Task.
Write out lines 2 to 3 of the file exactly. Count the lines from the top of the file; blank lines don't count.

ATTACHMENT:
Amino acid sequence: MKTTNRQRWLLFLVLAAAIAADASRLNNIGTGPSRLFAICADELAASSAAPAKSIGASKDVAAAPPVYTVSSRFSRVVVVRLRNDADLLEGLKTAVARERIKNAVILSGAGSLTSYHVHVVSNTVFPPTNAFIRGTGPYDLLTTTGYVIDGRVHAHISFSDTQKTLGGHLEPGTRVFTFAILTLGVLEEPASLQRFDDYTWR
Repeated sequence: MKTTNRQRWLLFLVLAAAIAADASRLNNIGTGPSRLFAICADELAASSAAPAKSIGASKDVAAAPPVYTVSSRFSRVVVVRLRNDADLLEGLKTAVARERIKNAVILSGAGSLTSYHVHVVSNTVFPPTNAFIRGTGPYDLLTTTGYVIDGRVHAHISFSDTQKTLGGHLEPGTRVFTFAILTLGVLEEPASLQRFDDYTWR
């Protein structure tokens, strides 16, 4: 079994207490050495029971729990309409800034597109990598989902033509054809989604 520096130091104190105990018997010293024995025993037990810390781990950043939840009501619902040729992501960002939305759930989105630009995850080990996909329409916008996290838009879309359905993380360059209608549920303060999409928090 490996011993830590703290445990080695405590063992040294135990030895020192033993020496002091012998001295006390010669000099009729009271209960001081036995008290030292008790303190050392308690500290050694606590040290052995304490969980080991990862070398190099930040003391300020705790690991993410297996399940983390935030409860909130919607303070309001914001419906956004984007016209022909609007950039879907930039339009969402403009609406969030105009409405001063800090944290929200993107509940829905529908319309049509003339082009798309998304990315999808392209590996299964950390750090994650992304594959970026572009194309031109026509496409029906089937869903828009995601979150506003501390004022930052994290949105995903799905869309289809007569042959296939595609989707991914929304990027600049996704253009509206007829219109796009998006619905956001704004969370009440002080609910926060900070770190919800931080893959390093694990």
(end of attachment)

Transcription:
Repeated sequence: MKTTNRQRWLLFLVLAAAIAADASRLNNIGTGPSRLFAICADELAASSAAPAKSIGASKDVAAAPPVYTVSSRFSRVVVVRLRNDADLLEGLKTAVARERIKNAVILSGAGSLTSYHVHVVSNTVFPPTNAFIRGTGPYDLLTTTGYVIDGRVHAHISFSDTQKTLGGHLEPGTRVFTFAILTLGVLEEPASLQRFDDYTWR
């Protein structure tokens, strides 16, 4: 079994207490050495029971729990309409800034597109990598989902033509054809989604 520096130091104190105990018997010293024995025993037990810390781990950043939840009501619902040729992501960002939305759930989105630009995850080990996909329409916008996290838009879309359905993380360059209608549920303060999409928090 490996011993830590703290445990080695405590063992040294135990030895020192033993020496002091012998001295006390010669000099009729009271209960001081036995008290030292008790303190050392308690500290050694606590040290052995304490969980080991990862070398190099930040003391300020705790690991993410297996399940983390935030409860909130919607303070309001914001419906956004984007016209022909609007950039879907930039339009969402403009609406969030105009409405001063800090944290929200993107509940829905529908319309049509003339082009798309998304990315999808392209590996299964950390750090994650992304594959970026572009194309031109026509496409029906089937869903828009995601979150506003501390004022930052994290949105995903799905869309289809007569042959296939595609989707991914929304990027600049996704253009509206007829219109796009998006619905956001704004969370009440002080609910926060900070770190919800931080893959390093694990």